Engineered Nanosystems

Centre of Excellence in Computational Complex Systems Research


Grain Boundaries

Researchers: Sebastian von Alfthan ,Kimmo Kaski and Adrian P Sutton

Grain boundaries are formed when two crystalline slabs are put into contact with each other, so that the crystals are rotated with respect to each other. These are formed in polycrystalline silicon, which is used widely for solars cells and thin-film transistors. In pure twist grain boundaries the axis around which the crystals are rotated, is perpendicular to the interface. In Figure 1 one can see an example of how a twist grain boundary is formed. After the two crystals have been put into contact the atoms at the interface will self-organize into their minimum energy configuration. One cannot experimentally see the atomistic structure of twist grain boundaries, only the grain boundary energy can be measured. Therefore the atomistic structure of the interface is still considered controversial.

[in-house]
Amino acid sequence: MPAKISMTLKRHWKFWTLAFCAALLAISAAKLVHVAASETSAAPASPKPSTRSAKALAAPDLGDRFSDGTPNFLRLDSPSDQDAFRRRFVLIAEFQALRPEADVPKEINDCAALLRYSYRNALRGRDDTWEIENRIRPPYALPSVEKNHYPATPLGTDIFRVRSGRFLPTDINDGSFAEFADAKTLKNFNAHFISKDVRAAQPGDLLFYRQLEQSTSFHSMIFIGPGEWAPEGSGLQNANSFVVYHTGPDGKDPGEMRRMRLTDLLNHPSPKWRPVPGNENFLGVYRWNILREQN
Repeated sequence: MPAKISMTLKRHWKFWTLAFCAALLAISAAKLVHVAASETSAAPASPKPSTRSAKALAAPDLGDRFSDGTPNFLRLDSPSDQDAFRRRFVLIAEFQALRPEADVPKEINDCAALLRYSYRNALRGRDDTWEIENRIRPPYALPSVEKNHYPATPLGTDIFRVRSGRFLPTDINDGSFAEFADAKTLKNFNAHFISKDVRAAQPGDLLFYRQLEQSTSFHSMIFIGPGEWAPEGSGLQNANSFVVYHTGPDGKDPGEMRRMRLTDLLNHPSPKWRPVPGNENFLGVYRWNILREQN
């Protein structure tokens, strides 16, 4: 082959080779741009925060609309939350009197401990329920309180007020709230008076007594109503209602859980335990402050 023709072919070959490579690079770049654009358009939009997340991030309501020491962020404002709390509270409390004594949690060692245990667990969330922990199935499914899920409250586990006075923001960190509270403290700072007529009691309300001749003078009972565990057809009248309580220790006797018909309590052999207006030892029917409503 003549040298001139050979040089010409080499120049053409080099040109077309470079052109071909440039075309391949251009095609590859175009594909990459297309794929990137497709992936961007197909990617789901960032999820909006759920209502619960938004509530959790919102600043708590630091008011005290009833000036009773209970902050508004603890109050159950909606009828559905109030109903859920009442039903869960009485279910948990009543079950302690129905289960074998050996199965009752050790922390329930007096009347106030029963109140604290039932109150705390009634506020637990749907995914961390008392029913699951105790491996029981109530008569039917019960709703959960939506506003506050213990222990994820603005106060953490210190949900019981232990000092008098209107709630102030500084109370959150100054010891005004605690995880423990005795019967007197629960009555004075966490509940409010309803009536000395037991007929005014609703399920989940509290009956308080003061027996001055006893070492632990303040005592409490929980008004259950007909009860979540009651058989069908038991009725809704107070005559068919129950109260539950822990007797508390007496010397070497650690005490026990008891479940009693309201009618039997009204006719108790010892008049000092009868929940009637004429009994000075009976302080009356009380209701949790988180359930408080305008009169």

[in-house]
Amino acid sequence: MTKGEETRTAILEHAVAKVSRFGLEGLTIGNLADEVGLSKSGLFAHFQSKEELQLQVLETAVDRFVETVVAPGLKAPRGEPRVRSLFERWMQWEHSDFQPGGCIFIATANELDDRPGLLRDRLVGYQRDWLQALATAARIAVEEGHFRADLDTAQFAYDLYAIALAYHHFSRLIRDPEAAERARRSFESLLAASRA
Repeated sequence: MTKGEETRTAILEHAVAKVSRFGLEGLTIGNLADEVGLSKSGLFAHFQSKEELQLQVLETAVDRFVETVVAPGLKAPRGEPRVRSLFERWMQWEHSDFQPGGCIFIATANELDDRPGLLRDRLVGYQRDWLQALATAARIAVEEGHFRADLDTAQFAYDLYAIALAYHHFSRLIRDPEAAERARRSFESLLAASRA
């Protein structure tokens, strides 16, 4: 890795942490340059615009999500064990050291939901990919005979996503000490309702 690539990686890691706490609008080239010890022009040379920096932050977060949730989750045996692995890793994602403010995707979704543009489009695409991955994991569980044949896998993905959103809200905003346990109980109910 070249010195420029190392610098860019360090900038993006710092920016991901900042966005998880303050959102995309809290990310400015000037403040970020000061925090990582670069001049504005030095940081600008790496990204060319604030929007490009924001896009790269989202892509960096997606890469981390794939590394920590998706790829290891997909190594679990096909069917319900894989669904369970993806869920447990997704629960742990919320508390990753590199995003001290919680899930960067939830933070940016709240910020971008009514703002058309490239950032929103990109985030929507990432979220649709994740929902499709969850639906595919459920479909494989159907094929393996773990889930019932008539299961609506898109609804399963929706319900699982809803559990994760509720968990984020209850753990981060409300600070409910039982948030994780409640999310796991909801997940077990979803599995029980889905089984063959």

Figure 1

Figure 1. A twist grain boundary has been formed after two crystalline slabs of silicon, which have been rotated with respect to each other, have been put into contact.

In this work we are using computational methods to study the atomistic structure of twist grain boundaries of different rotation angles. We are interested in knowing if the interface of all grain boundaries is comprised of a thin amorphous layer, or if there are certain angles for which the interface is crystalline. We are also interested in the grain boundary energy, since it can be compared to experimental results.

Using molecular dynamics methods we have found crystalline structures for several twist grain boundaries in silicon . These results are supported by experimental evidence since these grain boundaries have been measured to have a lower grain boundary energy. We have also validated the model by calculting the energy for some of the structures using ab initio methods. These results contradict some previous computational studies which suggested that all grain boundaries are amorphous. These structures have never before to this authors knowledge been presented previously, and as such are of great interest.


  • Sebastian von Alfthan, Peter Haynes, Kimmo Kaski, Adrian P. Sutton (2006). Are the structures of twist grain boundaries in silicon ordered at 0 K? Phys. Rev. Lett. 96, 055505.